“I want to start working out again, but it’s so much harder this time around.”
“Why can’t I workout like I used to?”
We hear this all the time, and we feel you! While the process to getting back to what you love isn’t always fast and easy, the reason that you’re struggling is.
If you don’t use it, you lose it.
It might be cliché, but it rings true in almost everything we do. You’ll lose gains in performance if you aren’t consistently using a skill and working to improve it. Don’t believe me? Try to help a high schooler with their math homework and see how much you can actually remember. You lost it, right?
Now, let’s apply this concept to our own bodies. Do you remember when we were kids and we were told to sit pretzel style with our legs crossed? Did you ever think to your preschool self, “there is no way I can do that?!” Of course not! You sat there for the entirety of story time, and didn’t feel any worse for wear. If you asked me to sit pretzel style now at the age of 26, I might end up in a wheelchair. My legs today are much stronger than they were when I was in kindergarten, so what’s the issue?
Yes! What is the issue?
It’s less socially acceptable to sit pretzel style on the floor, or do a number of tasks that we did as kids, so we just stopped doing them. Our bodies have adapted to what we actually are doing–sitting, standing, walking, and engaging in our sport or workout of choice. Eventually, our joints start to forget what it feels like to be rotated in opposite directions, through their own natural FULL ranges of motion (ROM). When we stop using the ability, our body adjusts to optimally perform what we’re doing consistently now.
Ok…can you give me an example?
People tend to look at athletes and marvel at the things their bodies are able to do. But let’s take a deeper look at a couple of professions and activities to get a clearer picture as to why and how they’re able to do it.
Stunt people and parkour freerunners put their bodies through the wringer. How can these people jump from 10 feet high, absorb the force by tucking and rolling and pop back up like it’s nothing? Meanwhile, so many others (even athletes!) make a tiny misstep and are stuck with an ache for the rest of the day.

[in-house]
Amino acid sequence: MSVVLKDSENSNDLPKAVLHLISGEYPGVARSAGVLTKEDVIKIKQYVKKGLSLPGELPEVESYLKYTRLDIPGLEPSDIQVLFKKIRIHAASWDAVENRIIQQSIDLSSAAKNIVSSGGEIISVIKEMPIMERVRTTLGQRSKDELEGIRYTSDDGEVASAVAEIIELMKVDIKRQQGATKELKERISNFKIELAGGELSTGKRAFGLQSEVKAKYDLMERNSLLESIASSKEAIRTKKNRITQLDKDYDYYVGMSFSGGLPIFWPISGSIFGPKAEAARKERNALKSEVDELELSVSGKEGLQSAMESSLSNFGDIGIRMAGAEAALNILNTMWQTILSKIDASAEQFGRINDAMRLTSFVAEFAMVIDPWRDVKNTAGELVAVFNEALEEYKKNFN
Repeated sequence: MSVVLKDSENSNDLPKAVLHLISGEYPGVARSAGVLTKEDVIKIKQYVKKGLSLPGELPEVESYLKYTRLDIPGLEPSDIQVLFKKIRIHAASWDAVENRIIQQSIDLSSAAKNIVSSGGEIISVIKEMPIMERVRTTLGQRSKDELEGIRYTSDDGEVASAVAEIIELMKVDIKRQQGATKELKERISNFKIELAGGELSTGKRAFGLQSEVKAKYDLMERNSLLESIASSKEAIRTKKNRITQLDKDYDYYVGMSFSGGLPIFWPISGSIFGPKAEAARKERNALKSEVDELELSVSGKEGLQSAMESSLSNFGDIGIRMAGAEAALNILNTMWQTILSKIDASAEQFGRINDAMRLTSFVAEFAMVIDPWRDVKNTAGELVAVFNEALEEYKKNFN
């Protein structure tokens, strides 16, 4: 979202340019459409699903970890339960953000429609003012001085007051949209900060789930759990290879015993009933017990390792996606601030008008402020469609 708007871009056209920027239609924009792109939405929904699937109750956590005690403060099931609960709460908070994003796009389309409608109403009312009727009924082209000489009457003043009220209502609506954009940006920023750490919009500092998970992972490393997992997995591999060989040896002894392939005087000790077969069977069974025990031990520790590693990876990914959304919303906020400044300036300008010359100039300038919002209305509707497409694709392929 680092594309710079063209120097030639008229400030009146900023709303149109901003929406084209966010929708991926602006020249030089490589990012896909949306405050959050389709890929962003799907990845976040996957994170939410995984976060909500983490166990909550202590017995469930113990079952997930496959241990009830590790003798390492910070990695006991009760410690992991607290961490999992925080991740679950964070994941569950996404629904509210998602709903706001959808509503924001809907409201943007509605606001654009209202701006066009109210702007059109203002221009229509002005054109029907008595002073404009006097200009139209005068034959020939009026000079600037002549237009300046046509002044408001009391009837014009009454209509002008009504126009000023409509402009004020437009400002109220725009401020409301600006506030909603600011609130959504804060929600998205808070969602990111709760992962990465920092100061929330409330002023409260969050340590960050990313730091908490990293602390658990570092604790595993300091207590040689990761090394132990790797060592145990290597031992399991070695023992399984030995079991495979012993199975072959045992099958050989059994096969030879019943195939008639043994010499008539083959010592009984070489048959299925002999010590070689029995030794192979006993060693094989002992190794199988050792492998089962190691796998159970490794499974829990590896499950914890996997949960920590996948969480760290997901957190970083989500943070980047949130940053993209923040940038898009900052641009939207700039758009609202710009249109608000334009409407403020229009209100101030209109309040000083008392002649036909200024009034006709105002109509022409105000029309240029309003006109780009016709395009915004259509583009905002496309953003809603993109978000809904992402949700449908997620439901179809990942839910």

The answer is they never stopped challenging their bodies through full ROM. They consistently used and built on the skills of absorbing force and other feats, and their bodies never forgot how to do it.
When I watch football, I often think about how just ONE play would probably sideline me for weeks. These guys play whole games, taking huge impacts, and then get up and go to practice the next day. How do they do it? You probably know the answer by now: They have consistently conditioned their bodies to do this skill their entire lives, and they never stopped using their full ROM.
In short, if you never stop using it, you’re likely not going to lose it.
I haven’t worked out in a long time, but I want to start working out again. Does this mean that I’ve lost it?
Not at all! But, it does mean that you’re going to need to start from the beginning to train your body through its full range of motion. This is why it’s so important to pace yourself when you begin any new activity. Your body needs time to adapt to what you’re asking it to do.
We see tons of athletes who are trying to start working out again or get back to the activity they love after a hiatus. They tend to have that motivation and excitement that we all have right at the beginning. But oftentimes, they’ll try to start right where they left off months (or even years) before, and expect the same results. They’re asking their body to perform in a way and on a level that it’s forgotten, and this will often lead to injury. So, you have to take the tortoise approach to getting back into activities: slow and steady will win the race.
Remember, if you don’t use it, you lose it–or you’ll have to work harder to get it back later!
If you’re trying to start working out again or aiming to get back to an activity that you love in a pain-free way, get in touch with us! We’re here to help get you on the path to the pain-free, high performance life you’ve been aiming for.
You can also check us out on Instagram, where we share exercises throughout the week that you can incorporate into your own workouts to address issues you might be dealing with.
Dr. Kennedy Chukwuocha DPT is our newest performance physical therapist. He’s a former Division 1 Basketball player, and his passion is helping others rehab injuries to get back to doing what they love. You can find his full bio here.